By Catherine Smibert
SYDNEY, Australia, JULY 14, 2008 (Zenit.org).- World Youth Day is not just about celebration and festivities. It also needs to be a call to action to bring Christ’s message to a socially unjust world, says the president of Caritas Internationalis.
Cardinal Oscar Rodríguez talked to ZENIT about bringing the Church’s social doctrine to the fore at the Sydney youth event.
Caritas Australia organized a multimedia exhibition on the Millennium Development Goals at Customs House in Circular Quay. The exhibit titled “Blueprint for Better World” officially opened in a ceremony at Sydney Harbor on Monday evening local time in Australia.
Cardinal Rodríguez opened the site after spending a week speaking to youth at Melbourne’s Days in the Diocese.
He told ZENIT, “It’s great to have [World Youth Day] and all of the festivals, singing, dancing and celebration that go with it, but it’s also important to use it as a point of reference to taste the reality around the world, hear the call to action and respond.”
“I’m concerned that at the speed we are going, we may not reach the [Millennium Development Goals],” the cardinal lamented.
He said he is not only appealing to the leaders of the Group of Eight nations, but, “I appeal to the G-8 nations and the youth themselves to take action in assisting the political will to alleviate poverty […] as without social justice there is no peace and that is what Caritas and its partners are all about.”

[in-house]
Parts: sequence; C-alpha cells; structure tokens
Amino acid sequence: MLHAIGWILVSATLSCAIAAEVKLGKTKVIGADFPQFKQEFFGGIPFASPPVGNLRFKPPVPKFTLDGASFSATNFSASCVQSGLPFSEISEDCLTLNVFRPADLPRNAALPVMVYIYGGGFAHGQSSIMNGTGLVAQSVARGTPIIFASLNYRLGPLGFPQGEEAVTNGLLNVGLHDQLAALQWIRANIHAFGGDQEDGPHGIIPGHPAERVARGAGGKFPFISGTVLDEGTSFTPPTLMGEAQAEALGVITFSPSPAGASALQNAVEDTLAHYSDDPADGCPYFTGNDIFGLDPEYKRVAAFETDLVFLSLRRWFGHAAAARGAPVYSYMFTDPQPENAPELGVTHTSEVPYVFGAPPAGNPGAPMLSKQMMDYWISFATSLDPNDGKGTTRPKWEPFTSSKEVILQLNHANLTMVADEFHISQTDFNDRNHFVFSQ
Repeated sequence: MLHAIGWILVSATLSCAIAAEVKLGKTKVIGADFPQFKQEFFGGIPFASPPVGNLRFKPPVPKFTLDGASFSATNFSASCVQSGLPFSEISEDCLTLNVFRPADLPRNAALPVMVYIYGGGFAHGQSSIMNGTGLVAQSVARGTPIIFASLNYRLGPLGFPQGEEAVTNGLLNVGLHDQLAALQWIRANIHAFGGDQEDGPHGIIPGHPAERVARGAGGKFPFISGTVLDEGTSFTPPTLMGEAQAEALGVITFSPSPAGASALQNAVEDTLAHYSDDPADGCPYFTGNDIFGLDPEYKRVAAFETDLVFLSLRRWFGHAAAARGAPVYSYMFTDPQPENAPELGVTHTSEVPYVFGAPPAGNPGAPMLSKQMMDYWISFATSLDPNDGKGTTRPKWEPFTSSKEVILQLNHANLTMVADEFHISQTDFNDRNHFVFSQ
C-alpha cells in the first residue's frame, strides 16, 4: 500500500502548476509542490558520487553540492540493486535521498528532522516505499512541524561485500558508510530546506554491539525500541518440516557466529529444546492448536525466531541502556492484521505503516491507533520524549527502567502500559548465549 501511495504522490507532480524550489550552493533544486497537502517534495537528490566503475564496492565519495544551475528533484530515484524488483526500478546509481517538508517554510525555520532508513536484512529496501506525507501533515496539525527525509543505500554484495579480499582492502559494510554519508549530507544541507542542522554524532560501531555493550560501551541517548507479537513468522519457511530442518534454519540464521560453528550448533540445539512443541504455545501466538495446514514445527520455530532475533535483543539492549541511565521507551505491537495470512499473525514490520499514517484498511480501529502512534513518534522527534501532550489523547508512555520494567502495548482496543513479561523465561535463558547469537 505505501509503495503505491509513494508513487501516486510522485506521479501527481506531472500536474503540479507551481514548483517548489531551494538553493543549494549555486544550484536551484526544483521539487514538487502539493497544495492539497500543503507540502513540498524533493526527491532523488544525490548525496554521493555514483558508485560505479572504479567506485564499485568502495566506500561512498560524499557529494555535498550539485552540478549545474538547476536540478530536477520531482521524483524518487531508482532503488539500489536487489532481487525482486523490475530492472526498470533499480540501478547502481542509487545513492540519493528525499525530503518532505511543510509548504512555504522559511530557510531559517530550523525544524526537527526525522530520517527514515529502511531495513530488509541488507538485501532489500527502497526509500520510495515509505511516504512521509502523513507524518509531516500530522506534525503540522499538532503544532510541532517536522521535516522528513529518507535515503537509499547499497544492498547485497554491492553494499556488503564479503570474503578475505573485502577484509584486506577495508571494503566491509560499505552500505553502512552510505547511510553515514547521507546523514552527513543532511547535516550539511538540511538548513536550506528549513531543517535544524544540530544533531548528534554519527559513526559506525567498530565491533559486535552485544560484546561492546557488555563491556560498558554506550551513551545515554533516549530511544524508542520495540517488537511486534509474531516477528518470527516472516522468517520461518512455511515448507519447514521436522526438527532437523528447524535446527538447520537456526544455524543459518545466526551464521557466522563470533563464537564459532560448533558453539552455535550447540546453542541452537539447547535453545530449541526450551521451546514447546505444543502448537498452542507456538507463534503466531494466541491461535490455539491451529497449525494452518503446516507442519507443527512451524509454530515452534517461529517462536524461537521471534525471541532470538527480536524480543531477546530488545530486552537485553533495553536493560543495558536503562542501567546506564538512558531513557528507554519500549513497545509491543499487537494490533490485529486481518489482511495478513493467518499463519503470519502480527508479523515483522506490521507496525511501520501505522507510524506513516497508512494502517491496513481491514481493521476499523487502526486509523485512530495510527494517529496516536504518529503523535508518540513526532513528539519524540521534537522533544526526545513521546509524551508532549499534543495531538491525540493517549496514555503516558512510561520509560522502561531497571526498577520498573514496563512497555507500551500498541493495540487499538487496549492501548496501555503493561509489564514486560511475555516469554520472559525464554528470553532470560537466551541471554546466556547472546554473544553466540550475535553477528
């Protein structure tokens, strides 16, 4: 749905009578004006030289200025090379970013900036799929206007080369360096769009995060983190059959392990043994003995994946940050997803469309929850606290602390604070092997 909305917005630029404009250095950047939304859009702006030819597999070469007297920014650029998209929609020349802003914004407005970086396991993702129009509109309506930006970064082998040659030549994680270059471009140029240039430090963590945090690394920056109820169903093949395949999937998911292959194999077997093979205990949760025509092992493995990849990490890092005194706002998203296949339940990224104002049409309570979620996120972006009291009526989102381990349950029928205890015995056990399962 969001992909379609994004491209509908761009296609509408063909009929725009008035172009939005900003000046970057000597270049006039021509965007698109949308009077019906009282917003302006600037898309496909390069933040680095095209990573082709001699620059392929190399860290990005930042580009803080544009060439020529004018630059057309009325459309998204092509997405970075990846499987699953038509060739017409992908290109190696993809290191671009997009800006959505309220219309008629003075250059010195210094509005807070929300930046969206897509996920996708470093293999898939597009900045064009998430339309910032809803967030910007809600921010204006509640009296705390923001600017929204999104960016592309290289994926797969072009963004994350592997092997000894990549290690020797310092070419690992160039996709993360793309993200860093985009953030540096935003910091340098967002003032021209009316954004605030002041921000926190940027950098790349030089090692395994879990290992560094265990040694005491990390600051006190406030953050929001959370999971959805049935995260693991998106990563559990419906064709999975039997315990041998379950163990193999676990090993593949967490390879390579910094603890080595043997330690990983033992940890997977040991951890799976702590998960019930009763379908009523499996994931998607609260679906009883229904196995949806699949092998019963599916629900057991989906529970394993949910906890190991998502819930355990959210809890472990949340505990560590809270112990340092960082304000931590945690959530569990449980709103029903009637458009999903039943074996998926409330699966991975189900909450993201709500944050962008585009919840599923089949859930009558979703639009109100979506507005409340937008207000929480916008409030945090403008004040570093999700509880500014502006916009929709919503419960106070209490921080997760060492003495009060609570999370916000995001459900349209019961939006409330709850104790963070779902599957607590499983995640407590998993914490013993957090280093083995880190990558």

More than tourists
Evan Ellis, World Youth Day coordinator of Caritas Australia, told ZENIT that the exhibit was designed to provide young people with the opportunity to reflect on social justice issues and to challenge widespread global inequalities.
“This will be a space for young people to reflect, discuss, muse, argue, plan, listen and tear apart questions of social justice and the demands of human dignity,” he said.
The interactive exhibit includes the use of installations, cabinet displays, street art, and videos, plus a “pledge wall” for each pilgrim to commit to active steps toward building a more just world, starting in their own community.
Ellis added, “We are trying to put the spotlight on things you won’t find in the tourist brochures.”
The concept is to allow the wider public to learn more about the Millennium Development Goals as well as what organizations such as Caritas are doing.
Caritas Australia has been a strategic partner in the preparations for World Youth Day 2008. According to the group’s secretary-general, Duncan McLaren, it is important to remind youth that social justice is at the center of the Catholic faith.
“The Catholic faith is comprised of three things — one is worship and liturgy, the other is the preaching of the word and the third is social justice at the very heart of all of that,” he said.
The exhibit will run through Aug. 9.
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On the Net:
Caritas Australia: www.caritas.org.au/AM/Template.cfm?Section=Home1